UVA Darden’s Start-Up Now Conference Answers What Makes a Successful Entrepreneur
By Amy L. Halliday
“Is entrepreneurship something that stable people do?” asked Jonathan Aberman, the founder and managing director of Amplifier Ventures, speaking to a packed room at the University of Virginia Darden School of Business. His question might have seemed rhetorical, but it provided some insight into this venture capitalist’s decision-making process. In evaluating early-stage deals, he said, he looks for evidence of patterns of behavior that are known to lead to success. He asks, “Is the entrepreneur crazy enough to be an entrepreneur, but not dysfunctional?”
Call them crazy, or call them creative and bold, aspiring and experienced entrepreneurs convened at the Darden School 8 November 2013 for the fifth annual Darden Entrepreneurship Conference, organized by Darden’s Batten Institute for Entrepreneurship and Innovation and the School’s student-run Entrepreneurship and Venture Capital Club. Among the roughly 400 attendees were students from 15 colleges and universities and two local high schools. Eleventh-grader Dylan Hunt, who founded an entrepreneurship club this fall at Western Albemarle High School, is studying both micro- and macroeconomics. “Entrepreneurship seems more fun than finance as a way to apply economics,” he said.
This year’s conference, “Start Up Now,” began with the annual Darden Concept Competition, which featured pitches from 10 ventures, chosen from nearly 40 applications. The first-place winner, announced at the end of the conference, was Lamarca, which matches up-and-coming handbag designers with the trendsetting consumers who want their products. In essence, the business creates crowdfunding campaigns for the designers, who produce their handbags only if a certain number of customers sign up to purchase them. “We like the use of crowdfunding in this project, and we like the market the business is going after,” said Vince Talbert (MBA ’96), the co-founder of Bill Me Later and one of the three judges at the event. Lamarca’s founders, Sarah Sanchez and Anika Brown both Second Year students, won $3,000 and a spot in the U.Va. Entrepreneurship Cup, the university-wide concept competition, to be held on 22 November 2013.
Second place in the Concept Competition went to Suraksha, a company founded by Second Year student Arshir Ghuman to market a food storage bag in developing countries that addresses the problem of spoilage by protecting against moisture, pests and extreme heat. Suraksha also won the audience award. The third-place winner was The Old Ball Coach, a football coaching simulation game developed by First Year student John Reyes.
Presenters at the conference included experienced investors and founders and others who are part of the larger entrepreneurial ecosystem. Batten Executive Director Sean Carr led a session with Jay Armitage and Jason Cooper, whose documentary film Kickstarted tells the stories of entrepreneurs who have raised money for their projects on the crowdfunding platform Kickstarter.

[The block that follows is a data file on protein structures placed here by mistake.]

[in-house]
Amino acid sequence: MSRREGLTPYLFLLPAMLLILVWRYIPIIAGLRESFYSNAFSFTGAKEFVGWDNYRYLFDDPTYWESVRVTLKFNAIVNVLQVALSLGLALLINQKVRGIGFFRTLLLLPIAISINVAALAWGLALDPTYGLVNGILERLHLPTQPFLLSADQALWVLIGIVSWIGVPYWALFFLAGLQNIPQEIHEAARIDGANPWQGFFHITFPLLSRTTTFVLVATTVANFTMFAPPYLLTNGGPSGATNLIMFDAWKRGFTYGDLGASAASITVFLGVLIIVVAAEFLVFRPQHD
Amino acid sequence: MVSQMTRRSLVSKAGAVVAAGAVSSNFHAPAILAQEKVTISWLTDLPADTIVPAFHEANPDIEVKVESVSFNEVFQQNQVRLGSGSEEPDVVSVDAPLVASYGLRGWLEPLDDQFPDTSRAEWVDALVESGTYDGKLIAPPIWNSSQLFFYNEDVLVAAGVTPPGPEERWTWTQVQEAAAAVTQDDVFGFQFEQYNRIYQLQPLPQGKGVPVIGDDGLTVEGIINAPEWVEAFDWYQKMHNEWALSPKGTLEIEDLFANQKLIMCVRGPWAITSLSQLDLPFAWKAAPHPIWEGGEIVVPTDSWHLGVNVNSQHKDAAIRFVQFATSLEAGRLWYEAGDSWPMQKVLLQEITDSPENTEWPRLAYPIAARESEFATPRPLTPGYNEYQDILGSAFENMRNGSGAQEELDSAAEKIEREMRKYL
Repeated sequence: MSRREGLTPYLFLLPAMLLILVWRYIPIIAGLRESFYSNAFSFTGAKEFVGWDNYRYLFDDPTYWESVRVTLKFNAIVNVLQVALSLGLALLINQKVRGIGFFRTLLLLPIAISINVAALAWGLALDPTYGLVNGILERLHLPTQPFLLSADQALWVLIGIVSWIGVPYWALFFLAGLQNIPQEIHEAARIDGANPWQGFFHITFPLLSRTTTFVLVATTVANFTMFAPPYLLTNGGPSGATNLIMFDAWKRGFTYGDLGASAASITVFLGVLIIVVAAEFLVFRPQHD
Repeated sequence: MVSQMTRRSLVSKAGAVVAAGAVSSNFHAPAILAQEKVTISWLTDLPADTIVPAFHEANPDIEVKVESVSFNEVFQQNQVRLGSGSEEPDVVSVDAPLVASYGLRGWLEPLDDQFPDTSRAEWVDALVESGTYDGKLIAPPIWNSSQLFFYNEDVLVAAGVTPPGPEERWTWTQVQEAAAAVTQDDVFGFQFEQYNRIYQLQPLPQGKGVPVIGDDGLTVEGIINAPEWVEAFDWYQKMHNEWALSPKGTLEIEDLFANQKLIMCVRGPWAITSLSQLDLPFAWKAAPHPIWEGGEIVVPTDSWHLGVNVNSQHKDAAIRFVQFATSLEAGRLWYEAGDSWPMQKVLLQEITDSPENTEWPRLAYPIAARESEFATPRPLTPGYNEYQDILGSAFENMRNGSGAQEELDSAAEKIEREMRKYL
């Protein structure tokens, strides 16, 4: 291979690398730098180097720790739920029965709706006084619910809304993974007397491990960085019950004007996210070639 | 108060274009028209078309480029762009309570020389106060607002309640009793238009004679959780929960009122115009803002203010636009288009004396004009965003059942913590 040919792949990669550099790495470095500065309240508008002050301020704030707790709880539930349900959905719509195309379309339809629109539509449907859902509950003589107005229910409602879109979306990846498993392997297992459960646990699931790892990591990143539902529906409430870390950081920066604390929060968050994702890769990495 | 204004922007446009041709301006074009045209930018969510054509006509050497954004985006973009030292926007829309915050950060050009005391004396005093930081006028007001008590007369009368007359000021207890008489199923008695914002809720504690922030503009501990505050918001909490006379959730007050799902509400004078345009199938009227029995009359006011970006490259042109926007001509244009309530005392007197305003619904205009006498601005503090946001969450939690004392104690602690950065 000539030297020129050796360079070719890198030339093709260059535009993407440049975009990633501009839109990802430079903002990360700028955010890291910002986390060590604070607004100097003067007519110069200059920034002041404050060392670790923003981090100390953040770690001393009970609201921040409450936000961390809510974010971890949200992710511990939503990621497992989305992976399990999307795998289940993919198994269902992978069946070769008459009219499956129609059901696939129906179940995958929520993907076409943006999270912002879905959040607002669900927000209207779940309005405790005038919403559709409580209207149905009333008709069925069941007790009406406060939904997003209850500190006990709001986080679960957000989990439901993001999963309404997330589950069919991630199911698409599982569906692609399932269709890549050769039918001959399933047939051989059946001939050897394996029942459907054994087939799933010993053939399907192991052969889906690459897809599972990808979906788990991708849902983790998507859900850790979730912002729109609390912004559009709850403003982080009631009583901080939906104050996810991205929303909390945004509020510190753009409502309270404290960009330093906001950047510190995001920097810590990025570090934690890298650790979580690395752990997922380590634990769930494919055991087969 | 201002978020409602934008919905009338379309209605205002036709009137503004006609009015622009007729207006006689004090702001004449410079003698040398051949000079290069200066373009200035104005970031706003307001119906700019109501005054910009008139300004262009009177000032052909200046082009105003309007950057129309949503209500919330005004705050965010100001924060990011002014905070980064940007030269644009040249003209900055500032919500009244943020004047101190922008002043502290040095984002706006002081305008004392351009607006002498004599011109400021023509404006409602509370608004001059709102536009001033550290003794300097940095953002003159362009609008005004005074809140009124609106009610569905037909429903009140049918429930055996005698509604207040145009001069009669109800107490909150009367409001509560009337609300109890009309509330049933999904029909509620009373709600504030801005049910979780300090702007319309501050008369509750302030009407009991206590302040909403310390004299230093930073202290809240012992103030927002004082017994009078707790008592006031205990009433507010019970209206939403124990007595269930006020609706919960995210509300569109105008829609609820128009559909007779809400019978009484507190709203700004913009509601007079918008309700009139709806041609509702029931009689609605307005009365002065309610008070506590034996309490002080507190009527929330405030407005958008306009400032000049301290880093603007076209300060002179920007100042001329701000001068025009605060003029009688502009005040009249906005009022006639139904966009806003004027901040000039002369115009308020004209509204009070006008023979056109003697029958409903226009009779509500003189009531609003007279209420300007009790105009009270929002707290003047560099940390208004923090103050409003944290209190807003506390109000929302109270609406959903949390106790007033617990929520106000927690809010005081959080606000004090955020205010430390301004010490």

“We get at the hidden side of crowdfunding,” Cooper said. A tremendous amount of pressure comes from both asking for and getting money from the community, he explained. “Everyone is watching. It’s hard to live up to their expectations.”
Crowdfunding involves a steep learning curve, commented Armitage, who spoke of the “30-day slog” he and Cooper went through in raising funds for their film on Kickstarter. The nonmonetary benefits, though — particularly the community of funders rooting for you — are even more valuable than the capital, they added. Kickstarted is scheduled to be released in summer 2014.
In a session focused on the role of ethics in new ventures, Chuck Newhall, the co-founder of New Enterprise Associates, one of the largest early-stage venture capital firms in the United States, spoke of the core values that have guided NEA since its inception more than 35 years ago. Barbara Dreyer, a venture capitalist with NEA who went on to co-found Connections Education, a provider of virtual learning content, stressed the importance of employee tenure and sharing success with employees at all levels. When asked by a student in the audience whether to pursue entrepreneurship or new-venture investing, Dreyer said, “Life is going to happen to you. Learn as much as you can from whatever you’re doing, and don’t spend a lot of time thinking about what you’re not doing.”
Charles Lunsford, CEO and chair of CrossRoads Equity Partners, also had some advice for would-be entrepreneurs. Lunsford recounted his experience buying Old Virginia Candle Company in 1999. He knew nothing about candles, but after much trial and error he grew the $3 million business to more than $50 million through product and brand development and contract manufacturing. “Ten percent is about what happens, but 90 percent is about how you react to that,” he noted. After being introduced as the new CEO to the stunned workforce at Virginia Candle, who had not been prepared for the change in leadership, he asked a mentor how he should help his new employees through the transition. The mentor gave Lunsford this advice: “Look people in the eye, talk to them, ask them about their families. But most important — smile.”
The University of Virginia Darden School of Business delivers the world’s best business education experience to prepare entrepreneurial, global and responsible leaders through its MBA, Ph.D., MSBA and Executive Education programs. Darden’s top-ranked faculty is renowned for teaching excellence and advances practical business knowledge through research. Darden was established in 1955 at the University of Virginia, a top public university founded by Thomas Jefferson in 1819 in Charlottesville, Virginia.
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